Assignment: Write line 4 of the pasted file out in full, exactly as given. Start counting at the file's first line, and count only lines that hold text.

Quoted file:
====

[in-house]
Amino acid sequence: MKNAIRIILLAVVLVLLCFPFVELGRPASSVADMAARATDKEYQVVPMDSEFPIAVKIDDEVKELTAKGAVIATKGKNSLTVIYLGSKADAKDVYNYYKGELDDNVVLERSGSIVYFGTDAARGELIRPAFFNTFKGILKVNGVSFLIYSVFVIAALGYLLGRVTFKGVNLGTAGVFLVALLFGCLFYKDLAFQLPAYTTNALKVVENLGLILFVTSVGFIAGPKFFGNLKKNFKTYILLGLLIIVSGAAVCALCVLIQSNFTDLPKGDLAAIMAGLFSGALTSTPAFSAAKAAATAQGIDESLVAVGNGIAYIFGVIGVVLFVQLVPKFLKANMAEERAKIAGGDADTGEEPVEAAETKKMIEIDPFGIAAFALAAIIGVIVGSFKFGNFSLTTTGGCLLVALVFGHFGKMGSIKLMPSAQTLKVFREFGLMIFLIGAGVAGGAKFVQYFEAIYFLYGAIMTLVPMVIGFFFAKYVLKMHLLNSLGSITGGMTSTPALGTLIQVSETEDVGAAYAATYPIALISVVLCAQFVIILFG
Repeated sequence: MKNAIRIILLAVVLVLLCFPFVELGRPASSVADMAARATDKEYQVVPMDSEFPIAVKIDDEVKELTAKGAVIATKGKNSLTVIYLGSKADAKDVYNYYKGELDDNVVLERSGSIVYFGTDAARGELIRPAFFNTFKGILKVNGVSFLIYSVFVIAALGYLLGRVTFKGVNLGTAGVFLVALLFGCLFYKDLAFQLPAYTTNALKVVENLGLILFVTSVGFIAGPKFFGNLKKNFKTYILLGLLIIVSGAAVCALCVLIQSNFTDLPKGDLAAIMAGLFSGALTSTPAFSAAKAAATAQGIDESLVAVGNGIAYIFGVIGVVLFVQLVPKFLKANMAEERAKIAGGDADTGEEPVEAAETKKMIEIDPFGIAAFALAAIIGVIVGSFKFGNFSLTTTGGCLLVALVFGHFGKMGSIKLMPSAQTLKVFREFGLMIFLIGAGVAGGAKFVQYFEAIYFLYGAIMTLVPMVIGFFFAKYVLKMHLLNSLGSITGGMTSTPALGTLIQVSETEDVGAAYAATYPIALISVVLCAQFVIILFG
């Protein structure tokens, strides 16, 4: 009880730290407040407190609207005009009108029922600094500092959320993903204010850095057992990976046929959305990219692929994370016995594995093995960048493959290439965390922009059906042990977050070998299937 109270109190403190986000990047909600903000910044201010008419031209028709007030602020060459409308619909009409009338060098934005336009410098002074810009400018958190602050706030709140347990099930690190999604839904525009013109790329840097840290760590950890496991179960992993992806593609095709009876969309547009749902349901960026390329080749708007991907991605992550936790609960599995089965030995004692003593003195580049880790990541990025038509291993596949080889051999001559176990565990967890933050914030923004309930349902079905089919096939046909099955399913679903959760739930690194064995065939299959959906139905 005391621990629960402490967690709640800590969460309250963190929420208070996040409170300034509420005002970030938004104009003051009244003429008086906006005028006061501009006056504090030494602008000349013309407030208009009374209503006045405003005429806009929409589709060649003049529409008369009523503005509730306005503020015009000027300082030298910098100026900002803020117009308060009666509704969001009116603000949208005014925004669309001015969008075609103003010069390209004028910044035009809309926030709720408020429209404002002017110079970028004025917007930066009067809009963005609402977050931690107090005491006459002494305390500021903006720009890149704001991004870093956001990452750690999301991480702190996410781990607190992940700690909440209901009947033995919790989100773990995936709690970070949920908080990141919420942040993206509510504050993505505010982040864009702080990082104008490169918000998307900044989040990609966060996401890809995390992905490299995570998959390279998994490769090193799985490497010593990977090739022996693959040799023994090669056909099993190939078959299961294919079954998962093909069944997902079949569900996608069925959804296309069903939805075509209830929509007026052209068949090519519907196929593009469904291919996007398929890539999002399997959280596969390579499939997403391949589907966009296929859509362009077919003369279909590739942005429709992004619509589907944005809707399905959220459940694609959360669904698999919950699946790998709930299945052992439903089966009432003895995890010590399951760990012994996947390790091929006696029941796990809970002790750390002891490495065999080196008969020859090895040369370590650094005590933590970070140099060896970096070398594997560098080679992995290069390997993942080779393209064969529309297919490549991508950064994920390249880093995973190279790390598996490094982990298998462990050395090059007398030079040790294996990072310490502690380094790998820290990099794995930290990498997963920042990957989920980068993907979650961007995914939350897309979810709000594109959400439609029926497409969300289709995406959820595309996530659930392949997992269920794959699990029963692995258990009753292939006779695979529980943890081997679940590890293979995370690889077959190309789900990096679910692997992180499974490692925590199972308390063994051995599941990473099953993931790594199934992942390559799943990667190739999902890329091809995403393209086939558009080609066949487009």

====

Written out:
């Protein structure tokens, strides 16, 4: 009880730290407040407190609207005009009108029922600094500092959320993903204010850095057992990976046929959305990219692929994370016995594995093995960048493959290439965390922009059906042990977050070998299937 109270109190403190986000990047909600903000910044201010008419031209028709007030602020060459409308619909009409009338060098934005336009410098002074810009400018958190602050706030709140347990099930690190999604839904525009013109790329840097840290760590950890496991179960992993992806593609095709009876969309547009749902349901960026390329080749708007991907991605992550936790609960599995089965030995004692003593003195580049880790990541990025038509291993596949080889051999001559176990565990967890933050914030923004309930349902079905089919096939046909099955399913679903959760739930690194064995065939299959959906139905 005391621990629960402490967690709640800590969460309250963190929420208070996040409170300034509420005002970030938004104009003051009244003429008086906006005028006061501009006056504090030494602008000349013309407030208009009374209503006045405003005429806009929409589709060649003049529409008369009523503005509730306005503020015009000027300082030298910098100026900002803020117009308060009666509704969001009116603000949208005014925004669309001015969008075609103003010069390209004028910044035009809309926030709720408020429209404002002017110079970028004025917007930066009067809009963005609402977050931690107090005491006459002494305390500021903006720009890149704001991004870093956001990452750690999301991480702190996410781990607190992940700690909440209901009947033995919790989100773990995936709690970070949920908080990141919420942040993206509510504050993505505010982040864009702080990082104008490169918000998307900044989040990609966060996401890809995390992905490299995570998959390279998994490769090193799985490497010593990977090739022996693959040799023994090669056909099993190939078959299961294919079954998962093909069944997902079949569900996608069925959804296309069903939805075509209830929509007026052209068949090519519907196929593009469904291919996007398929890539999002399997959280596969390579499939997403391949589907966009296929859509362009077919003369279909590739942005429709992004619509589907944005809707399905959220459940694609959360669904698999919950699946790998709930299945052992439903089966009432003895995890010590399951760990012994996947390790091929006696029941796990809970002790750390002891490495065999080196008969020859090895040369370590650094005590933590970070140099060896970096070398594997560098080679992995290069390997993942080779393209064969529309297919490549991508950064994920390249880093995973190279790390598996490094982990298998462990050395090059007398030079040790294996990072310490502690380094790998820290990099794995930290990498997963920042990957989920980068993907979650961007995914939350897309979810709000594109959400439609029926497409969300289709995406959820595309996530659930392949997992269920794959699990029963692995258990009753292939006779695979529980943890081997679940590890293979995370690889077959190309789900990096679910692997992180499974490692925590199972308390063994051995599941990473099953993931790594199934992942390559799943990667190739999902890329091809995403393209086939558009080609066949487009």